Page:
Here's a great article in the Guardian about the changes that Charing Cross Road has gone through due to the closures of bookshops and the encroachment of other neighborhoods. It comes with two interactive maps: one depicting the location of stores on Charing Cross roughly 40 years ago (the map doesn't say exactly what year they are depicting) and one depicting today. If you click on the colored boxes, you'll get great historical photos. You could buy books by the pound back then. Note: don't click your Back button to get back to the map, because it'll send you all the way back to the very beginning; click on the Return arrow at the bottom of the photo. It takes a little time to load, too.
I love the movie 84 Charing Cross Road. It's a combination of the things I cherish: bookstores, history, England, Anne Bancroft and Anthony Hopkins. When I first learned about the movie and the book it was based on (by Helene Hanff), I was amazed that they were able to make an interesting movie about nothing but correspondence between two people. (The book, by the way, is nothing but the letters, nothing else. No narration at all). Of course, the book and movie are so much more. If you're a lover of independent bookstores, you know what I'm talking about.
My grandfather worked in a few bookstores in the Oakland and Berkeley area in the 1950s and 1960s. The last one that I know of was on Telegraph, almost directly across from Moe's Books. This is a photo of Mary, Grandpa's wife, at what may be that store. It's now (or at least a few years ago, the last time I was there) a kind of 'bath and body' soap store. Grandpa would probably roll over in his grave knowing that his beloved books - covering such robust and gritty subjects as Westerns, American History, politics, and authors such as Jack London - have been replaced by rejuvinating shower gel and salt scrub.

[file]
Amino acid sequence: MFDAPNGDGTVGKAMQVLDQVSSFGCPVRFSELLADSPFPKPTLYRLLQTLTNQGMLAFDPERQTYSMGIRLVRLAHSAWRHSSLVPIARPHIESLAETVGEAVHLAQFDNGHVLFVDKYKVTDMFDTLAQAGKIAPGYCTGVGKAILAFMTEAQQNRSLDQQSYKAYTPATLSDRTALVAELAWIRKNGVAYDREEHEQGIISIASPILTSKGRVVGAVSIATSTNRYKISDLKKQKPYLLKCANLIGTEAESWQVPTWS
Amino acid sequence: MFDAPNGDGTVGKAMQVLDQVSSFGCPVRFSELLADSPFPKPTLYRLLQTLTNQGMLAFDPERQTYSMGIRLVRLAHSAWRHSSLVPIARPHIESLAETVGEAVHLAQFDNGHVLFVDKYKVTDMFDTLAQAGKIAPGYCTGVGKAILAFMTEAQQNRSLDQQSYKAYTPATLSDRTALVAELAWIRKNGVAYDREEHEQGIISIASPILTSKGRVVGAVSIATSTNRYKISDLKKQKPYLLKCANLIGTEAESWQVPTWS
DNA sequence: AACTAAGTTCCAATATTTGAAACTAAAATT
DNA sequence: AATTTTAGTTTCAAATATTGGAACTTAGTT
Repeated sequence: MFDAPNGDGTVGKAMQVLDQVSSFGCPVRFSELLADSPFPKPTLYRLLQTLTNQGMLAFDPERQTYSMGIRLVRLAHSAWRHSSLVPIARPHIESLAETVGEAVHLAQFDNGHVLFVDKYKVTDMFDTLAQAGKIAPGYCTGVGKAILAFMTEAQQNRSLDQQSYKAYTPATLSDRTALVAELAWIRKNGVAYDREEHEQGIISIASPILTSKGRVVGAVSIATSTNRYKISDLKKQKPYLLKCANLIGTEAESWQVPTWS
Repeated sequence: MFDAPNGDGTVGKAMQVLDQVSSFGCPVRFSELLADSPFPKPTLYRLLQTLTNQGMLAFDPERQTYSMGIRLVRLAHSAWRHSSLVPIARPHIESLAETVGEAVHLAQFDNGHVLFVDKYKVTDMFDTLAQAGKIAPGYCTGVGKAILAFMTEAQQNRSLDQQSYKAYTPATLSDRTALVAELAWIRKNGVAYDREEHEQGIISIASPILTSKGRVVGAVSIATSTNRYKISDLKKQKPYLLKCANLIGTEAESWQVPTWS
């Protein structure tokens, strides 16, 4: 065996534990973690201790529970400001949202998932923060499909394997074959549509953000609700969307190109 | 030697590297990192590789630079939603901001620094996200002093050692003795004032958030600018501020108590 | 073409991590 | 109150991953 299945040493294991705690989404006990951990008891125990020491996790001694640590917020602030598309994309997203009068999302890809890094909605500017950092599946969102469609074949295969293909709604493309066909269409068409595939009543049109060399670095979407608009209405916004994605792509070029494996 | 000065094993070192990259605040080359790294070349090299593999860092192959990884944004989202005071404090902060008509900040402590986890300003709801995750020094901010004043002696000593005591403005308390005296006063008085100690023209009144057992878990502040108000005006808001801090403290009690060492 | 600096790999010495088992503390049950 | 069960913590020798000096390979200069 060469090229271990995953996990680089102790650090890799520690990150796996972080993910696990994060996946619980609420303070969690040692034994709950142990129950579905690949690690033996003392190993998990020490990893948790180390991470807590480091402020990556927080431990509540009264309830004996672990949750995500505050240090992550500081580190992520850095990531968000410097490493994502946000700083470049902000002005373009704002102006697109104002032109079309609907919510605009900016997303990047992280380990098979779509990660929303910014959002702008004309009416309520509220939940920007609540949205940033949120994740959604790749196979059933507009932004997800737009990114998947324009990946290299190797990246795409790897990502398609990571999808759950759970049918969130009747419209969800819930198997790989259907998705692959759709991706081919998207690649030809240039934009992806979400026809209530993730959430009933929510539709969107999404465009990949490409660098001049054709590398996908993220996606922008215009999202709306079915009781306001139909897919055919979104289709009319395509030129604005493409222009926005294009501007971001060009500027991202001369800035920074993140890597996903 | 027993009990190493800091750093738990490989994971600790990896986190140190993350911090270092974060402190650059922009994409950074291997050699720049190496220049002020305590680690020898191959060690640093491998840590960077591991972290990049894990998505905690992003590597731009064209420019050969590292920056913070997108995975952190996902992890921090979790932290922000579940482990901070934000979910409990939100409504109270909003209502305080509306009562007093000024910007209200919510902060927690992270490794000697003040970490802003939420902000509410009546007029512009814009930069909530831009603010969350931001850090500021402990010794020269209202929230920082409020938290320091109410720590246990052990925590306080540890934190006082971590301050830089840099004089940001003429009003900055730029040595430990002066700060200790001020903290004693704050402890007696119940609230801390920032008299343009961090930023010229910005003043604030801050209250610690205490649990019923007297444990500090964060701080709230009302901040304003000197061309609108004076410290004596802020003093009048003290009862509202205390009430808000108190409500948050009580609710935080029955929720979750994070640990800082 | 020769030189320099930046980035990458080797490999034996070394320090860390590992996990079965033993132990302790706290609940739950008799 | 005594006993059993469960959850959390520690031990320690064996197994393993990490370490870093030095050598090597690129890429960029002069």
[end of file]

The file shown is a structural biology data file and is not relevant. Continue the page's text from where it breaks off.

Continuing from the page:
Getting back to bookstores in England, there was some discussion recently in one of my online groups about how bookstores in England don't have some of the amenities that the chain stores here in the U.S. have: namely the big soft chairs, the built-in coffee shops and the opportunity to just buy a latte and sit in one of those huge pillowy chairs and fall asleep (pretending to be reading a book that you're going to buy, of course). Apparently they don't have that in England and some of the online members were lamenting over it. Don't get me wrong, I think the idea of having the chairs and Starbucks in the stores is a good thing -- if it keeps people coming to bookstores and staying in them. But personally, I'd rather have an independent store where I can buy a book and then be able to wander down the block to a local cafe or coffee shop where I can read my newly purchased guilty pleasure. Maybe the bookstores on Charing Cross should install coffee machines and/or tea kettles and a few wingback chairs. It's no guarantee that it will rejuvinate their business, but it couldn't hurt. I'm being facetious, of course - we all know it's not as easy as all that. I hear that amazon.com had an amazing quarter last year, and I'm not surprised.
Special thanks to Andrew Porter for the tip on the Charing Cross article.
Pulp Gallery: DOC SAVAGE 19, 20 & 21 (1934)
5 hours ago